Hi! I'm Chrissy! I just moved to Chicago from New Jersey and am an avid animal lover. Back at home, I have two amazing rescue beagles (Shiloh and Pepsi). I recently worked for the Humane Society of the US as a fundraiser and I frequently volunteer for shelters and rescue groups.
East Granby is a small town nestled in Hartford County. Dating back to the mid 1600s, this rural community used to survive off tobacco and dairy production. Although the farming industry has greatly decreased, the town’s pastoral charm still remains.
The 62 mile Metacomet Trail runs through East Granby. This pup-ular trail provides scenic views of Connecticut’s quintessential beauty. Clip on your dog’s leash and follow this trail along the Metacomet Ridge. You’ll discover woodlands, lakes, farmlands, and waterfalls. Be sure to stop by the intersection near Newgate Road and Route 20, as this particular spot is a great place for panoramic views of the Farmington Valley. Don’t forget to bring plenty of water for your furry hiking buddy, she’s sure to need a big drink after exploring this trail.
East Granby dogs are privileged to have the Frontier Wellness
Center in their town. This clinic focuses on a pup’s overall wellbeing and
incorporates different type of medicine. Besides the traditional diagnostic and
therapeutic services, they also employ homotoxicology, acupuncture, and Magna
Wave PEMF Therapy. They also have an in house laboratory and pharmacy. There’s
no doubt about it, these folks want your pooch healthy, stat!
If your pup is begging for a walk, clip on his leash and head over to Cowles Park. A favorite among local dogs, this wooded park is a perfect place for some afternoon cardio. Not only will your pal get some much needed exercise, he’ll also get to spend some time in nature. Two loop trails run throughout the park. With various short cuts and side trails, you can cover anywhere from one to three miles of terrain. Let your pup be the guide as you wander through the giant white pines down to the banks of the Farmington River.
Next time your four legged pal needs to stretch her legs, pay a visit to Granbrook Park. This beautiful park sits right on the banks of Salmon Brook and is surrounded by groves of trees. Park amenities include sport courts, ball fields, and picnic areas. You’ll also find plenty of green space for sniffing, so take a few laps around the park and let your pup’s nose get to work. This is a pawsome place for getting in some quality time with your pooch. Pack a lunch, plenty of water, and her favorite treat and just chill out by the river banks. You’ll probably even see some Canadian Geese!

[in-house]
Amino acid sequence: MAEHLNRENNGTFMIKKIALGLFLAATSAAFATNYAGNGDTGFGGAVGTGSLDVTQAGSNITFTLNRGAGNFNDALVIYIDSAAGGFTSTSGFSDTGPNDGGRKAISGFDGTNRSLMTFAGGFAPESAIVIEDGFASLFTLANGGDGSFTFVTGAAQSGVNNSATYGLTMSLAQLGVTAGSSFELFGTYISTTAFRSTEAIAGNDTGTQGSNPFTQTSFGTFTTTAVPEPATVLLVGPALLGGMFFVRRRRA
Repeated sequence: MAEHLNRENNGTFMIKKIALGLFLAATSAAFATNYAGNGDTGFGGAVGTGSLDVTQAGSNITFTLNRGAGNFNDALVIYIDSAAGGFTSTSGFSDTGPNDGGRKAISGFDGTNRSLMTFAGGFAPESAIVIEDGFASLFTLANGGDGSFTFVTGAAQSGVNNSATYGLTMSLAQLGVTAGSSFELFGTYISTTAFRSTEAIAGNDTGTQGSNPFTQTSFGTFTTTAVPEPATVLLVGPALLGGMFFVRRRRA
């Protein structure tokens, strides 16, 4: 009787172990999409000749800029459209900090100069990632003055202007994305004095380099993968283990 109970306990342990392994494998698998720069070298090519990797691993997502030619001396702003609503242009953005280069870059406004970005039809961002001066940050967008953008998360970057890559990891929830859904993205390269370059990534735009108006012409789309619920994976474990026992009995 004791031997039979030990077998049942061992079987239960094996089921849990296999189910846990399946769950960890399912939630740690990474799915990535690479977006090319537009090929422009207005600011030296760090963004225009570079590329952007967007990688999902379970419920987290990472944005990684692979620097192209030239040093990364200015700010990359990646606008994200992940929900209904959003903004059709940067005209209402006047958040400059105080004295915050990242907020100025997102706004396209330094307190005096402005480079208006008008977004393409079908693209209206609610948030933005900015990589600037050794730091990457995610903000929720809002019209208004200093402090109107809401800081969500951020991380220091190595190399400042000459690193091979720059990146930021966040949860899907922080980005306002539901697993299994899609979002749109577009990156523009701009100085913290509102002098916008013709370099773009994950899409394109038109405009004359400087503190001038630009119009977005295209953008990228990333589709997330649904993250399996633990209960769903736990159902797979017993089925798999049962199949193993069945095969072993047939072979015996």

Granby D.O.G.S. Park is a pupperific place for dogs that need to burn off some energy. This off leash park is located in the neighboring town of Granby, and offers plenty of space for running, chasing, and fetching. Your buddy will love meeting new four legged friends while also getting in some exercise. This park does not separate large and small dogs, so if you have a petite pooch, make sure he’s comfortable romping around with his larger peers. During the warmer months, water is available, but if you come during the winter, bring your own water. The park also has benches, shade trees, and even a faux fire hydrant. Sounds puptastic!
Penwood State Park is only eleven miles south of East Granby in the nearby town of Bloomfield. This 800 acre natural space is just waiting for you and your furry hiking friend! Grab some water, a leash, a few snacks and head over for some adventure on the park's large network of trails. Depending on your dog’s energy level, you can take a quick hike or stay for a few hours. If you happen to come during the spring, you’ll be treated to a beautiful display of wildflowers. Also, keep your eyes peeled for birds, as woodpeckers, vultures and even bald eagles frequent this park.
If your pooch feels like being in nature, head 12 miles south to Talcott Mountain State Park. This park is located in Simsbury and sprawls over a vast 500 acres. The center feature of the park is Talcott Mountain, and the Heublein Tower which sits at its summit. Leash up your pup and make the 1.25 trek to the top of the mountain. Dogs are not allowed inside the Tower’s museum, but your pal will be able to enjoy stunning views of the valley. Picnic facilities are available, so go ahead and pack your lunch. Just remember to bring some water (and a treat) for your furry hiking friend.